So we had this new director and I felt comfortable talking with her. So I went to her and told her, “Nobody said anything to me about my work. I’ve been up to par. They haven’t called me in to anything.” And she always called me “Squeaky” because I was always squeaking about something. She called me “Squeaky Clark.” She said, “Clark, you haven’t had a raise?” I said, “No. All I’ve had is a state raise and an income raise when I came here.” She said, “Well I sent up for all of them to get a raise.” I said, “The ( ) and aides, they haven’t had a raise.” She said, “Well you go downstairs and talk to the director. He’s in his office.” Well I knew him well; I considered him being a fine man. I went down and I talked to him and he said, “Well that hasn’t come to me.” He had to sign off. So what had happened, this director had probably given it to the secretary or whatever. They, too, didn’t see the need. But every time you turned around, RNs was getting one. So when I told him, apparently he called up and in a few months, in our checks, we had a raise.
BG: She was white, the ( ).
RC: The RNs were getting raises, but the blacks weren’t getting anything. And when she came on duty, she didn’t want to stay there. I said, “Please stay. Because this director wants you to stay. These other ladies are fighting among themselves for your position.” I left her there. And when I told her I was going to retire, she said, “( ), don’t go before I go.” I said, “I’m not going to stay here and wait on you.” She encouraged me to stay there and take a leave of absence because I was retiring a year early, before sixty-five. “No,” I said, “because I won’t be getting any money.” She said, “But your time is ( ).” I said, “I won’t be getting any money. I can retire at sixty-four with twenty percent. I’m taking care of my family out in Greensboro.”
So I retired. Then along with her and two or three more, I ( ) and I had it shining and pretty. Had them here for lunch. We had a ball. But that was after the fact that I was out of there. But it took a long time coming. When I think about the years they wouldn’t give a raise because of my sons working. They won’t buy me a loaf of bread; won’t even give me a dime. I still have to help my husband with the money we’ve been making to pay for our home. And we had worked hard to try to educate them, you know what I’m saying?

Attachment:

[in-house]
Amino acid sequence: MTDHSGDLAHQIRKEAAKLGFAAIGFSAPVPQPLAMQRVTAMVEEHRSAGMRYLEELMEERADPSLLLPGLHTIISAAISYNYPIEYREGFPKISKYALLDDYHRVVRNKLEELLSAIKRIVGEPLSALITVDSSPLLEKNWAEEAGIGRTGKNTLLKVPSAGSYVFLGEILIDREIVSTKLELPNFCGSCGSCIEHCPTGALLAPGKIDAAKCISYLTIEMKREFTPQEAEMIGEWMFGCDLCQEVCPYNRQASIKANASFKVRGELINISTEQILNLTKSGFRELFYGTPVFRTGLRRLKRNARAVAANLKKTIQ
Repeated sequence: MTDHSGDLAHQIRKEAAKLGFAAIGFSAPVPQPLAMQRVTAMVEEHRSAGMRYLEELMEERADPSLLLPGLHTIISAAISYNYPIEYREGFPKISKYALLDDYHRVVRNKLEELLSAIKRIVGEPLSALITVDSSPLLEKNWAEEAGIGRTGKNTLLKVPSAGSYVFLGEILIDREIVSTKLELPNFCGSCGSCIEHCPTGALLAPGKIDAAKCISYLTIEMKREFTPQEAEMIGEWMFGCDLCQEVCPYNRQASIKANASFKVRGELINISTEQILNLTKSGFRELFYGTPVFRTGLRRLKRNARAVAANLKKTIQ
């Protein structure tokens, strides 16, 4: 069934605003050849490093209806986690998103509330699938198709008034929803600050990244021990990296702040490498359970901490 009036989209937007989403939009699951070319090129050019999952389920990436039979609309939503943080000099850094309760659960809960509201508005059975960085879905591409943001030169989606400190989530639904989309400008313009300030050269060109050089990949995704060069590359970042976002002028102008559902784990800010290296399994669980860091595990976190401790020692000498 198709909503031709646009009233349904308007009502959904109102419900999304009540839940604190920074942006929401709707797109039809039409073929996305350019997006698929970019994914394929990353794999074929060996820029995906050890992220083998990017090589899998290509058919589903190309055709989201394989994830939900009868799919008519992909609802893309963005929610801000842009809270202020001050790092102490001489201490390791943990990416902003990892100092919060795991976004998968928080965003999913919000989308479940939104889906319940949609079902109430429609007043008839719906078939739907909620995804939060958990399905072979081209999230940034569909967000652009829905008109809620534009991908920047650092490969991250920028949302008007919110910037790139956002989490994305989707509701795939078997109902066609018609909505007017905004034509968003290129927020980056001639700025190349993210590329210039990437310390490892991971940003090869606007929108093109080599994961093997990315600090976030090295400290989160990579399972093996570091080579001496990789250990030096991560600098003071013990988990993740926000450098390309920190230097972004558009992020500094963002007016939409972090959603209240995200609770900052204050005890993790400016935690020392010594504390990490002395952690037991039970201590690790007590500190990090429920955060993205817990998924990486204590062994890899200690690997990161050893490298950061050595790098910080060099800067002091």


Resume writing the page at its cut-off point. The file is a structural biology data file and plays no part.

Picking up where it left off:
And another thing, black folks weren’t supposed to have cars. I’ll never forget: I had a brother that was a veteran. In ’53, he had been hurt in Okinawa and brought back to America, to Raleigh-Georgia in a body cast. And he survived it. And was going off to college and he had to wait two or three days—during that time, veterans had to stand around and wait to get in line to register. He was one of the more impatient folk you ever saw in your life. But anyway, he came here and started working at the School of Public Health as a custodian. And one Saturday morning, he was going to Durham ( ), and we had school—UNC used to have classes on Saturday mornings—and he was coming to class, passed a car, and lighting a cigarette all at the same time. Hit my brother head on. And it just so happens, the car he was passing was once a neighbor of mine and she saw it all. She came and she called me, said, “I think that’s your brother. If so, he might be at the hospital.” And I had worked nights and I had just got home at about nine o’clock in the morning. And I rushed down to the hospital. He had become a quadra-paraplegic.
So in 1954, he died for a car, died for a car, so he could drive. So I got the car for him. And I was at Fowler’s foot store and came out one night. I’ll never forget it: I was getting in the car. One of the doctors from the hospital said to me, “Is this your car?” It wasn’t mine but I said, “Yes it is.” He said, “How can you afford it?” I said, “I can’t.” You weren’t supposed to have anything. Back then, when I came to Chapel Hill in the ‘30s, most blacks and whites knew everybody that had a car. Very few blacks and not a lot of whites, because those that worked here worked on the campus. They lived near the university. Most of the men worked ( ).
But after World War II, the place grew out of proportion. As you see it’s still growing. Nowhere to live now.